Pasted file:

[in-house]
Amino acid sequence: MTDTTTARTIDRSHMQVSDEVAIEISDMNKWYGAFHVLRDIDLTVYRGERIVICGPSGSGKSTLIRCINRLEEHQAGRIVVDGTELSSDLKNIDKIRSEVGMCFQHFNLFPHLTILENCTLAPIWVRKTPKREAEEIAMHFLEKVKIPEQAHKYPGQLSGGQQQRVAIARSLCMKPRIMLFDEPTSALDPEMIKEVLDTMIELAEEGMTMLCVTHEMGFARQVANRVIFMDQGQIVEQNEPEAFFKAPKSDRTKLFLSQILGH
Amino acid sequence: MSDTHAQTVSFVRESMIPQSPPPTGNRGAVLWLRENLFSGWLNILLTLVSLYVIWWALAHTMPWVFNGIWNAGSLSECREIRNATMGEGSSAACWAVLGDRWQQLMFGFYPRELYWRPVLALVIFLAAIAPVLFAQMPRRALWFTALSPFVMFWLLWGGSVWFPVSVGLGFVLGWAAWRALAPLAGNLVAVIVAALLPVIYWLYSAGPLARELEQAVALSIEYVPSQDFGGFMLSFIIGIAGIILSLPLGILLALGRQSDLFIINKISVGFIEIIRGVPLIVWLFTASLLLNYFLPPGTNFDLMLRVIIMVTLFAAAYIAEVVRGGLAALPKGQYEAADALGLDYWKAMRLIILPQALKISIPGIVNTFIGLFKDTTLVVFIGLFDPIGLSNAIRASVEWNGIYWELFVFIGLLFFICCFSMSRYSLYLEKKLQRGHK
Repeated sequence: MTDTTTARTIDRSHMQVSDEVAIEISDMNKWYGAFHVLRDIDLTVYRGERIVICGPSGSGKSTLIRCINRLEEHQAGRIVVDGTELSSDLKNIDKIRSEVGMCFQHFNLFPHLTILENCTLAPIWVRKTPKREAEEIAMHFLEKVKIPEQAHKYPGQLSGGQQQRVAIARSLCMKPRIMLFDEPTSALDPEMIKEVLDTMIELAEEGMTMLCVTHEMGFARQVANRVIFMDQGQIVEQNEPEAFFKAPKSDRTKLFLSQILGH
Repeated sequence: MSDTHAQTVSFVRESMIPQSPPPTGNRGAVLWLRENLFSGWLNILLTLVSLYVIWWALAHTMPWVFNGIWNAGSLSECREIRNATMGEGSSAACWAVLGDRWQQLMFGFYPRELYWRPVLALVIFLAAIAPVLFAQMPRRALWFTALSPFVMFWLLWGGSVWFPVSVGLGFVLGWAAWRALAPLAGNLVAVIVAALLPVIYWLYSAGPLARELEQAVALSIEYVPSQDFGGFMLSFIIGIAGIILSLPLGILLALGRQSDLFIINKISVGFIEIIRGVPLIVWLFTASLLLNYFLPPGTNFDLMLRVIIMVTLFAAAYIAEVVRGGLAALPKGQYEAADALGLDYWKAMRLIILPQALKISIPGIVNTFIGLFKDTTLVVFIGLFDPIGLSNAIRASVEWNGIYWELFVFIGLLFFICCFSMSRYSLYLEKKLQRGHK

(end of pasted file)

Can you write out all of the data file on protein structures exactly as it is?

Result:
[in-house]
Amino acid sequence: MTDTTTARTIDRSHMQVSDEVAIEISDMNKWYGAFHVLRDIDLTVYRGERIVICGPSGSGKSTLIRCINRLEEHQAGRIVVDGTELSSDLKNIDKIRSEVGMCFQHFNLFPHLTILENCTLAPIWVRKTPKREAEEIAMHFLEKVKIPEQAHKYPGQLSGGQQQRVAIARSLCMKPRIMLFDEPTSALDPEMIKEVLDTMIELAEEGMTMLCVTHEMGFARQVANRVIFMDQGQIVEQNEPEAFFKAPKSDRTKLFLSQILGH
Amino acid sequence: MSDTHAQTVSFVRESMIPQSPPPTGNRGAVLWLRENLFSGWLNILLTLVSLYVIWWALAHTMPWVFNGIWNAGSLSECREIRNATMGEGSSAACWAVLGDRWQQLMFGFYPRELYWRPVLALVIFLAAIAPVLFAQMPRRALWFTALSPFVMFWLLWGGSVWFPVSVGLGFVLGWAAWRALAPLAGNLVAVIVAALLPVIYWLYSAGPLARELEQAVALSIEYVPSQDFGGFMLSFIIGIAGIILSLPLGILLALGRQSDLFIINKISVGFIEIIRGVPLIVWLFTASLLLNYFLPPGTNFDLMLRVIIMVTLFAAAYIAEVVRGGLAALPKGQYEAADALGLDYWKAMRLIILPQALKISIPGIVNTFIGLFKDTTLVVFIGLFDPIGLSNAIRASVEWNGIYWELFVFIGLLFFICCFSMSRYSLYLEKKLQRGHK
Repeated sequence: MTDTTTARTIDRSHMQVSDEVAIEISDMNKWYGAFHVLRDIDLTVYRGERIVICGPSGSGKSTLIRCINRLEEHQAGRIVVDGTELSSDLKNIDKIRSEVGMCFQHFNLFPHLTILENCTLAPIWVRKTPKREAEEIAMHFLEKVKIPEQAHKYPGQLSGGQQQRVAIARSLCMKPRIMLFDEPTSALDPEMIKEVLDTMIELAEEGMTMLCVTHEMGFARQVANRVIFMDQGQIVEQNEPEAFFKAPKSDRTKLFLSQILGH
Repeated sequence: MSDTHAQTVSFVRESMIPQSPPPTGNRGAVLWLRENLFSGWLNILLTLVSLYVIWWALAHTMPWVFNGIWNAGSLSECREIRNATMGEGSSAACWAVLGDRWQQLMFGFYPRELYWRPVLALVIFLAAIAPVLFAQMPRRALWFTALSPFVMFWLLWGGSVWFPVSVGLGFVLGWAAWRALAPLAGNLVAVIVAALLPVIYWLYSAGPLARELEQAVALSIEYVPSQDFGGFMLSFIIGIAGIILSLPLGILLALGRQSDLFIINKISVGFIEIIRGVPLIVWLFTASLLLNYFLPPGTNFDLMLRVIIMVTLFAAAYIAEVVRGGLAALPKGQYEAADALGLDYWKAMRLIILPQALKISIPGIVNTFIGLFKDTTLVVFIGLFDPIGLSNAIRASVEWNGIYWELFVFIGLLFFICCFSMSRYSLYLEKKLQRGHK